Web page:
To me, a User Group is a group of people that meets regularly for a certain topic, and preferable meet in the real world. You can have a website/forum/mailinglist too, but I do think that pure online groups are different. I also think that such a group should be local, and independent from other groups. Local means that you are meeting always in the same city or area, creating a local network for a certain topic. There are national User Groups as well, and I think there is a certain value in this, but it usually fails at providing local structures. A local User Group that meets once a quarter/month has a very different reach, then a national group visiting only once a year.
I do really think that we need those local groups, as only they are able to build and grow the local networks, which then form a local community. Which can help people find the right jobs, spread information and updates, organize hackathons and other fun activities.
How to get started and/or keep running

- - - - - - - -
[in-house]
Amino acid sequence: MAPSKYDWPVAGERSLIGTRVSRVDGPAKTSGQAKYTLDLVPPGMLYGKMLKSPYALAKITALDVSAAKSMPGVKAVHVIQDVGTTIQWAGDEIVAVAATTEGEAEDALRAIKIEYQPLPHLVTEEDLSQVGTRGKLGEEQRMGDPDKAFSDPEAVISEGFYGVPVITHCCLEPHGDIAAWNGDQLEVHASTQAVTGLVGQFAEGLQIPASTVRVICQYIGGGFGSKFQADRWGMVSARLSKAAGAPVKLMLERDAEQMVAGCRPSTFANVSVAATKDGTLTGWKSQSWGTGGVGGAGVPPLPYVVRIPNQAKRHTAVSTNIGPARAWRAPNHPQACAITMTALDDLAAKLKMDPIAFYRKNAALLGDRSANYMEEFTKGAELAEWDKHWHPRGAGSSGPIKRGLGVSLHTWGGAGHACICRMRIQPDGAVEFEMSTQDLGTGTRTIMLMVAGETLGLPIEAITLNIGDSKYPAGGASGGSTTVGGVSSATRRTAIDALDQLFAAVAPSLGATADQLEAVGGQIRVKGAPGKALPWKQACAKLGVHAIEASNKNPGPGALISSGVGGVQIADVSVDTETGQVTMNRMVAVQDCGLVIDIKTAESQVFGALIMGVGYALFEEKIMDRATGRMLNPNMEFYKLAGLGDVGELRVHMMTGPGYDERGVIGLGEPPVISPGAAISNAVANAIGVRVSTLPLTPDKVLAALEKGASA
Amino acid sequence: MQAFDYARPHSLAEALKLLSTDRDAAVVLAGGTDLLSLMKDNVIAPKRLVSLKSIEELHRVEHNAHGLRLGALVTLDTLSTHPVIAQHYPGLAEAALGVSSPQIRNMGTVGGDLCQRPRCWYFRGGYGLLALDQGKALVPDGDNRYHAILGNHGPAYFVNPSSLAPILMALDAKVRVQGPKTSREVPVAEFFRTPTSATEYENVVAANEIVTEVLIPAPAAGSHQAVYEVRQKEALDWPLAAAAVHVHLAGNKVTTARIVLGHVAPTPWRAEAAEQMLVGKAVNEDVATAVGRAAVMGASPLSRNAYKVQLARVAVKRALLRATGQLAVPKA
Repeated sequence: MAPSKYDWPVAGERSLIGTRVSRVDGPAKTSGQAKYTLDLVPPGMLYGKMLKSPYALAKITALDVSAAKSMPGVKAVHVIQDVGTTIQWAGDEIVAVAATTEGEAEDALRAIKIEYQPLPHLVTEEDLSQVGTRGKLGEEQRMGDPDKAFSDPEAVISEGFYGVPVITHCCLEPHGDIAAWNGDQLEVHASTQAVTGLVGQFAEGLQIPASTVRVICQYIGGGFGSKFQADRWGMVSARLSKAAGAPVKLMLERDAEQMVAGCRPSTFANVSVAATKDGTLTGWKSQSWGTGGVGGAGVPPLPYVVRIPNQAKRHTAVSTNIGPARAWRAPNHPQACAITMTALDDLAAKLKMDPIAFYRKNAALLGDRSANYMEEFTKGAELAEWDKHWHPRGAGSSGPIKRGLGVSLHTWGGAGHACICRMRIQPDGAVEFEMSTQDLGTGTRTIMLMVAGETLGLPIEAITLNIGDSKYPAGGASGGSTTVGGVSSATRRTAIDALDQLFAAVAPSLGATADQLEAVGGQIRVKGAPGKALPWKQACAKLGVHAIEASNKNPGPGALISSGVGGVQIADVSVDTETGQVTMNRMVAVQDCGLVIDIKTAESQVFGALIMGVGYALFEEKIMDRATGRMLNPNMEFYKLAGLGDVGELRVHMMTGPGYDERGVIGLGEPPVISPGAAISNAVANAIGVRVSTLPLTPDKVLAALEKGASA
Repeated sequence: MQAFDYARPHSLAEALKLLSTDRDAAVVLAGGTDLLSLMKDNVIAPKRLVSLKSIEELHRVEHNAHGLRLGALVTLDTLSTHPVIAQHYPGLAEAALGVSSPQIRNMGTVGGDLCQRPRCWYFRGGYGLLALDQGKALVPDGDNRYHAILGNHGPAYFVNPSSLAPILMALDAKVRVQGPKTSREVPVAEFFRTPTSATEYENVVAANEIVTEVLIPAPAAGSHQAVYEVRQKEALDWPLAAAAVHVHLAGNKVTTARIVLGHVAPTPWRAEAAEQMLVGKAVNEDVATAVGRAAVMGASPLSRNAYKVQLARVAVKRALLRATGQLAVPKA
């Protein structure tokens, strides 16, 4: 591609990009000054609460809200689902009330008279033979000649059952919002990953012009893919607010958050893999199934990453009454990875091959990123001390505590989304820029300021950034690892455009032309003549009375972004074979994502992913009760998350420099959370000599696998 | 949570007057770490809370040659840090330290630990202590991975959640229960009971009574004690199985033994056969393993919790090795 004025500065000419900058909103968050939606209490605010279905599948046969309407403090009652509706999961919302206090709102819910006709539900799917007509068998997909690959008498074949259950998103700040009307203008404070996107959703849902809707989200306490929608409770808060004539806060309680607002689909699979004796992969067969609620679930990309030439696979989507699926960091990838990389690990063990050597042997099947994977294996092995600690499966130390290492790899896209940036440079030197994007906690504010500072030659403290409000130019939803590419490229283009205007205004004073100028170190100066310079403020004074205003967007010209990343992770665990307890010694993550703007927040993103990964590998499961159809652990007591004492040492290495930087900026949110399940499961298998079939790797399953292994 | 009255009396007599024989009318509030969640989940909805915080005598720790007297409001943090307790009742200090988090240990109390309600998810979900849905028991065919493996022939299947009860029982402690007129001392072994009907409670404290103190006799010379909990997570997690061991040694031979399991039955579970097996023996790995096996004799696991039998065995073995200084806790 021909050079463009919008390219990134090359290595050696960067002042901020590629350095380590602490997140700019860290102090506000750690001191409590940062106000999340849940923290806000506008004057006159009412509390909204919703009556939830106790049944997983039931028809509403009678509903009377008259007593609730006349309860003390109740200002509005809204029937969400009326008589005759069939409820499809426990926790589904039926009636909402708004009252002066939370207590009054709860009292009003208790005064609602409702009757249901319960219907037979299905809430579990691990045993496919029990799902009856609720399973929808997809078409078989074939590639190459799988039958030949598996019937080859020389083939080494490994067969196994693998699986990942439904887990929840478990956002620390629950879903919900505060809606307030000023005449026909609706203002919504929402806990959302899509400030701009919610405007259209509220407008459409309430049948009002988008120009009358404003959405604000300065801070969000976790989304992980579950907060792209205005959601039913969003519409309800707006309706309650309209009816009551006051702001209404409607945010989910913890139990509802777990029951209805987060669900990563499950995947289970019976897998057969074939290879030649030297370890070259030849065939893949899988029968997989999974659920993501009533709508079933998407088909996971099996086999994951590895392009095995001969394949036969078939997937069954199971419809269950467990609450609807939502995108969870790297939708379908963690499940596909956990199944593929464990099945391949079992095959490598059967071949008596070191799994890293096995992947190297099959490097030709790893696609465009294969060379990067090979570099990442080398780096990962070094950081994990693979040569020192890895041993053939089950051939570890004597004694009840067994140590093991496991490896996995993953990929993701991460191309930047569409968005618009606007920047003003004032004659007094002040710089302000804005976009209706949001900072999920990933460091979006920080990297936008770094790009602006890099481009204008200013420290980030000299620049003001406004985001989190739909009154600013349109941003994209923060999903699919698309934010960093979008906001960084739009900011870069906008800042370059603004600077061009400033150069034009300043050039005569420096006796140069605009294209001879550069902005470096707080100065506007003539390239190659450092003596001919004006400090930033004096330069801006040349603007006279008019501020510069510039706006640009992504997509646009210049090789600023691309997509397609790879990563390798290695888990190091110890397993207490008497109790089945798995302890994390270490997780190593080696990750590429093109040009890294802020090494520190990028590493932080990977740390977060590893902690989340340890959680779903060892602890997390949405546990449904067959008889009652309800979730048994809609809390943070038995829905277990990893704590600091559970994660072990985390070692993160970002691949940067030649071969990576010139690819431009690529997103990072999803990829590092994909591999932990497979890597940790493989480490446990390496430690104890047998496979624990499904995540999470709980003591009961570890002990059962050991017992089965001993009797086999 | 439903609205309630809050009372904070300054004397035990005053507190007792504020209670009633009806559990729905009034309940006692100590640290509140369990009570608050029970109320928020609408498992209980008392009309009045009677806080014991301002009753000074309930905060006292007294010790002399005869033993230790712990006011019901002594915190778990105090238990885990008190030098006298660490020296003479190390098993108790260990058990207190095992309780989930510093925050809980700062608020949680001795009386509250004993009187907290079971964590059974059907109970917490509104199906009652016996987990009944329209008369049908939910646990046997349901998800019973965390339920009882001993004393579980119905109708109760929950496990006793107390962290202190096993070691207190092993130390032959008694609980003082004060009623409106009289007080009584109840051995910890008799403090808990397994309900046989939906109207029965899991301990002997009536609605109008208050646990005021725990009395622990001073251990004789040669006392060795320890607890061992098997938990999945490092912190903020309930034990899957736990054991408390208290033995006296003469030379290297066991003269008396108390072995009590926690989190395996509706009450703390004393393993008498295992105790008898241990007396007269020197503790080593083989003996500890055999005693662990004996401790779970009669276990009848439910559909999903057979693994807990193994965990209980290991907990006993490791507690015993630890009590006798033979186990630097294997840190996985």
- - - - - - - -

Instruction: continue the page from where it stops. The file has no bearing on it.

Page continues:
So, lets say that 10% of those interested, are able to attend your user group. Why only 10%? Each decision you do for your group also applies a filter. Each filter will cause a few people not to come, either because their not available on that weekday, or they don't like this times topic, or maybe they share your interest, but prefer online groups. Also important to know, some people will only come if a coworker joins them. Most important: they are only able to come, if they know about your meeting and have time to make plans. So announce your meetings early.
When you first start, its important, to let as many people know about it as possible, also plan your first meeting well, it should inform your possible members about future plans, the next meetings and where they can help you with. A User Group lives from its volunteers, so try to motivate people to join your organizer team. And not every User Group has to be big, if you enjoy the meetings and have people showing up regularly, your group is a success.